Many parts of the country are experiencing sweltering heat and when the mercury soars, heat illness becomes a danger.
Dr. Tom Waters, an emergency department physician at Cleveland Clinic, said a heat emergency is most common when temperatures rise and humidity is high.
“It creates the right environment for acute heat illness and that can range anywhere from heat cramps to what we call heat exhaustion — and all the way on the far end of the spectrum is something we call heat stroke, which is an acute life threatening emergency,” he says.
Waters said people at greatest risk for heat illness include young children, the elderly, and people exercising or working outdoors.
According to Waters, feeling thirsty is the first sign of dehydration and possible heat illness.
Other early signs include heat cramps, nausea, dizziness and vomiting.
If you notice any of these symptoms, it’s time to cool down and hydrate.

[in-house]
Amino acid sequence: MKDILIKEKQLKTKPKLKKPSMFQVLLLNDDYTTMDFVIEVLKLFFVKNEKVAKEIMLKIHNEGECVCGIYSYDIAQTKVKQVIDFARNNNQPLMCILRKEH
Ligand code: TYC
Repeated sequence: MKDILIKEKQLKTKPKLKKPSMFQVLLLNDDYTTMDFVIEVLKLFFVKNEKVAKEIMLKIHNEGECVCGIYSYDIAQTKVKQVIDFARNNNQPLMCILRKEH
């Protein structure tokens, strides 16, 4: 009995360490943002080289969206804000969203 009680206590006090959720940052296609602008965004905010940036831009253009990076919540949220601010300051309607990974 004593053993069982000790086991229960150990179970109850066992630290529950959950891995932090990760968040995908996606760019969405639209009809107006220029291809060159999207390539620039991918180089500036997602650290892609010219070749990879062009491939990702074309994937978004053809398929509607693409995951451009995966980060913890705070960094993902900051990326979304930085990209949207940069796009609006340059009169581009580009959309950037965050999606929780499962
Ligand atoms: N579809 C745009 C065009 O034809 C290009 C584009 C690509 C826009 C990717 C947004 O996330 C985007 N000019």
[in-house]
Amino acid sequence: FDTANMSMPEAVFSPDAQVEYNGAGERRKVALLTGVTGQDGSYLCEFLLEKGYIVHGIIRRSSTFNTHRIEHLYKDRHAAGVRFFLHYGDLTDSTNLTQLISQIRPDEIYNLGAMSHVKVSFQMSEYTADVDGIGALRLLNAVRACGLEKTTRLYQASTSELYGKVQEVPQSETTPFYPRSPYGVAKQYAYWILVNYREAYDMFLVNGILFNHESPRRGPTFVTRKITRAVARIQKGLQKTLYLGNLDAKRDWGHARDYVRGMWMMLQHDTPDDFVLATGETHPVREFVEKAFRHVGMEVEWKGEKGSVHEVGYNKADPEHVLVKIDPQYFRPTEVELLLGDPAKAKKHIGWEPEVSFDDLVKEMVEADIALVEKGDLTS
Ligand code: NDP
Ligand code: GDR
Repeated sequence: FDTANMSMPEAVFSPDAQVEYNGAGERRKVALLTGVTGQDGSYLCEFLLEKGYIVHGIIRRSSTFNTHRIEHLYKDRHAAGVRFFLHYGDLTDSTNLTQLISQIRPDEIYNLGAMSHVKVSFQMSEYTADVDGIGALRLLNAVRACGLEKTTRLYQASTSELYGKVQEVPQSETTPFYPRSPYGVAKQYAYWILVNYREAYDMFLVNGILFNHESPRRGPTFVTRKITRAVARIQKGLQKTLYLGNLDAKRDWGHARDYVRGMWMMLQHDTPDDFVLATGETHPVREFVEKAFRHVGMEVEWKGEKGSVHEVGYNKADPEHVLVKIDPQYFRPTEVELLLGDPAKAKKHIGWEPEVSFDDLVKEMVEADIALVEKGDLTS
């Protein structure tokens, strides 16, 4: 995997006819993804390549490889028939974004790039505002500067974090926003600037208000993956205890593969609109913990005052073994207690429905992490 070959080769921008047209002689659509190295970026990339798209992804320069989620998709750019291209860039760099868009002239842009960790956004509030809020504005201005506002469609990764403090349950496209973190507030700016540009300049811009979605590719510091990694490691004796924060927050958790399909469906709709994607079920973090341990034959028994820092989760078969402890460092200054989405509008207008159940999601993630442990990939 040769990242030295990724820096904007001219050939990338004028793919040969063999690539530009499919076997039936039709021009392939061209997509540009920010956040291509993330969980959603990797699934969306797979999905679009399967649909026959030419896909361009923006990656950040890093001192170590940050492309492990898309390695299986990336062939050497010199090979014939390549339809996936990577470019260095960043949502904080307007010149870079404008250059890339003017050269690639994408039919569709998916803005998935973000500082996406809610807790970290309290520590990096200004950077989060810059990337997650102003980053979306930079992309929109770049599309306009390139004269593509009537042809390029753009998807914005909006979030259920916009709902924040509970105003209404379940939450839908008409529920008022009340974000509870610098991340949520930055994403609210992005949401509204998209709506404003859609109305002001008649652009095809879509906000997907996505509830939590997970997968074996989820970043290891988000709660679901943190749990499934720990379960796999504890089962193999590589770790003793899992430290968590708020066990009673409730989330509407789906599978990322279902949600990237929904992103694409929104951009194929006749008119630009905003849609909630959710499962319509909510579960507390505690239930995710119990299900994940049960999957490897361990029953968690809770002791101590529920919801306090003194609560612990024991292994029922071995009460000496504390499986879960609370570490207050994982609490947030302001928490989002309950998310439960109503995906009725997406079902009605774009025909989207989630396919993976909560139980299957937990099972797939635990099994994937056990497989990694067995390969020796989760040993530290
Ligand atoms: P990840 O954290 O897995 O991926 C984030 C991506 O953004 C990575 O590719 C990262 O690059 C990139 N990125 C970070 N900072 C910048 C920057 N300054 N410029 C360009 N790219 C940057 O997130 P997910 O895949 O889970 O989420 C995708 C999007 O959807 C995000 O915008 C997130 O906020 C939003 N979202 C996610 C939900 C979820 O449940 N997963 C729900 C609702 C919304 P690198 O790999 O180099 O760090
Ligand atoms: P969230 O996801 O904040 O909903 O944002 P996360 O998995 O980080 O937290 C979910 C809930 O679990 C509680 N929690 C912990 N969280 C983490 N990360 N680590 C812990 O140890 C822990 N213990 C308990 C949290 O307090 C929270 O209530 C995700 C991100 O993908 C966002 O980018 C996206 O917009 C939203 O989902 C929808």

If you’re spending a lot of time in the heat, he recommends taking breaks every 30 to 60 minutes and finding shade or air conditioning.
For people who seek heat relief at a public air-conditioned spot, remember to also protect yourself from COVID-19.
“It’s important to follow all local regulations as far as COVID and if you’re out in public you should be wearing a mask, you should be social distancing, you should be washing your hands frequently and avoid touching your face,” Waters says.
He adds that anyone who seems confused after spending time in the heat should be cooled down immediately and taken to an emergency department, because confusion is a sign of heat stroke, which can be life threatening.
He says people should not be afraid to go to an ER because of COVID-19, as hospitals have put a number of measures in place to keep patients safe.
— Submitted by Cleveland Clinic News Service